I may attend a senior management team board meeting to discuss the strategic plans or changes to the department to improve the environment for our employees.

I may also jump on a call with our external 3rd party supplier for the apprenticeship scheme to discuss the progress of our apprentices working on their portfolios

The rest of my day will be in meetings with the mobile developers and/or apprentices and graduates on a one to one basis, understanding their career aspirations, what they want to gain experience in and what issues they are currently facing stopping them from achieving their goal. 

I’ll take that information and start looking for opportunities in the department that can help my team to develop additional skills and help them grow.  I spend a lot of my time negotiating with other leaders in the department to support my plans of developing a new cohort of apprentices and graduates for success.

If there is time I may review some code that the mobile developers have submitted to keep my interest in coding and also to have an understanding of how the code base and architecture is changing.

In the evening I’ll be either attending an in-person or networking event with link minded, coaching a client or creating tech career related content for Linkedin to provide value and raise awareness of my coaching business.

Overall it can be a very varied and challenging day with lots of interaction with people from all backgrounds and technical abilities.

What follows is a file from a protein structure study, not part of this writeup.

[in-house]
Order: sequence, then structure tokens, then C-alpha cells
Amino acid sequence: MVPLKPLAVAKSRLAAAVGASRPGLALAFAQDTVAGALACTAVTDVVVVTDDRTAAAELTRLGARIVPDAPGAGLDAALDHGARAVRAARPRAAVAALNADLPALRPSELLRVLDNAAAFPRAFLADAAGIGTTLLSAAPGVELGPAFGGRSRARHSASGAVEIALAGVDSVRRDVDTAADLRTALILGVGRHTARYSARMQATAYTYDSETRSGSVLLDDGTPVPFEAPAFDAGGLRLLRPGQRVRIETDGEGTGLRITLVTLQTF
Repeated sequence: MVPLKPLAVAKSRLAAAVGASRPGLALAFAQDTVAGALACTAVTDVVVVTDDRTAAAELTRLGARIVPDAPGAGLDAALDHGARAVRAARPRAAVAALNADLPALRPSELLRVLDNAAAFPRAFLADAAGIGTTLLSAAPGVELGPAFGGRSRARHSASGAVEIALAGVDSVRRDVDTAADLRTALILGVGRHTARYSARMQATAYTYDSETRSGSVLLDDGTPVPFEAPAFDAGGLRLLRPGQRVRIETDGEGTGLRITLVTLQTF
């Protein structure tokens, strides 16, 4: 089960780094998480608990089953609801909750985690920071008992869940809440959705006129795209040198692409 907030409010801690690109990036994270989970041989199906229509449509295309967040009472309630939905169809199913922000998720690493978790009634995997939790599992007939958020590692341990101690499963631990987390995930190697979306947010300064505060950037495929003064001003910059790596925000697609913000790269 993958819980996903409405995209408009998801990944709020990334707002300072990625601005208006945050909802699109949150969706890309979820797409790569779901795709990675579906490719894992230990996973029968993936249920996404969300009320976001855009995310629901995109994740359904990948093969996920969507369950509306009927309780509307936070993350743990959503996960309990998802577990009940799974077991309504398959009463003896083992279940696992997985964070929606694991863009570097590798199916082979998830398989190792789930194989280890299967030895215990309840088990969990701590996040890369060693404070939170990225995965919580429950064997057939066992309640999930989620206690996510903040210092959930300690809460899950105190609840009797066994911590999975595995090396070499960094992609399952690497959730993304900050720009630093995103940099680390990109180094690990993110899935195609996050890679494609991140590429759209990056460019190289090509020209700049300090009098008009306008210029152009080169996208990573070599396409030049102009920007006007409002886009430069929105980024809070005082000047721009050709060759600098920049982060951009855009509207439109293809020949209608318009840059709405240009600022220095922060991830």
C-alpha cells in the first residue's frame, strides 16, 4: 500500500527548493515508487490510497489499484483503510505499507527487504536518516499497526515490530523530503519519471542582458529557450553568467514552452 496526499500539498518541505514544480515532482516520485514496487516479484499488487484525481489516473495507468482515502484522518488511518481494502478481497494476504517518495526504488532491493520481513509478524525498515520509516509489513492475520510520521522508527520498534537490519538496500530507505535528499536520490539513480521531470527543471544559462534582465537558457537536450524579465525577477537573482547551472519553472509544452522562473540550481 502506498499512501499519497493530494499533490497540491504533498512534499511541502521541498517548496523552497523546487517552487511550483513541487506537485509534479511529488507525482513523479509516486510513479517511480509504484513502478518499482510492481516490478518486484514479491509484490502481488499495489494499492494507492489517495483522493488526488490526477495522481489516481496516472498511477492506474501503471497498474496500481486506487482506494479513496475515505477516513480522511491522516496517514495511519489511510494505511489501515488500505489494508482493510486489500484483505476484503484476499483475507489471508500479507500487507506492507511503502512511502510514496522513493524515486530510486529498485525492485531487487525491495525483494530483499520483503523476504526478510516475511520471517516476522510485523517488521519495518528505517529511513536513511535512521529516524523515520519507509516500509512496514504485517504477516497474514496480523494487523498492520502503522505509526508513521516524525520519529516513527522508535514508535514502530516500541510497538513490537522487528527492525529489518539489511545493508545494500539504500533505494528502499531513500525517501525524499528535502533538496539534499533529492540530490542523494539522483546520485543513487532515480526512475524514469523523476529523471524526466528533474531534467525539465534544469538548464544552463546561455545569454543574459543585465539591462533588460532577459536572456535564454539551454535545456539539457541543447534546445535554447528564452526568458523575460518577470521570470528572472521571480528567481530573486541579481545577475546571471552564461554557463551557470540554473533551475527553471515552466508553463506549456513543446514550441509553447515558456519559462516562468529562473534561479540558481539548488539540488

Are there any specific skills or traits that you notice companies look for when you’re searching for roles in your field?

With the tech industry being very dynamic, companies are not just looking for candidates with a specific set of technical skills; they are seeking individuals who bring a holistic skill set to the table.

Gone are the days where you can just be a siloed techie and just sit at your desk, put your headphones on and code away in silence. 

Soft skills are just as important as technical skills.  

Communication and interpersonal skills are so important to the success of a product and development team. The ability to convey technical ideas in a clear, accessible manner is highly valued. Tech professionals must collaborate with non-technical stakeholders, making effective communication a skill in high demand.

Adaptability and a love for learning are paramount. Tech is constantly evolving, and companies value professionals who can pivot and upskill as needed.

Another key skill is problem-solving.  Tech roles often involve tackling complex issues and finding innovative solutions. Companies seek candidates who can think critically, approach challenges with creativity, and collaborate effectively with cross-functional teams.  Having a customer focus is also key.

Inclusivity and diversity are and should be also at the forefront of many companies’ priorities. Being able to work in diverse teams and foster an inclusive environment is a skill that’s highly regarded in today’s tech landscape.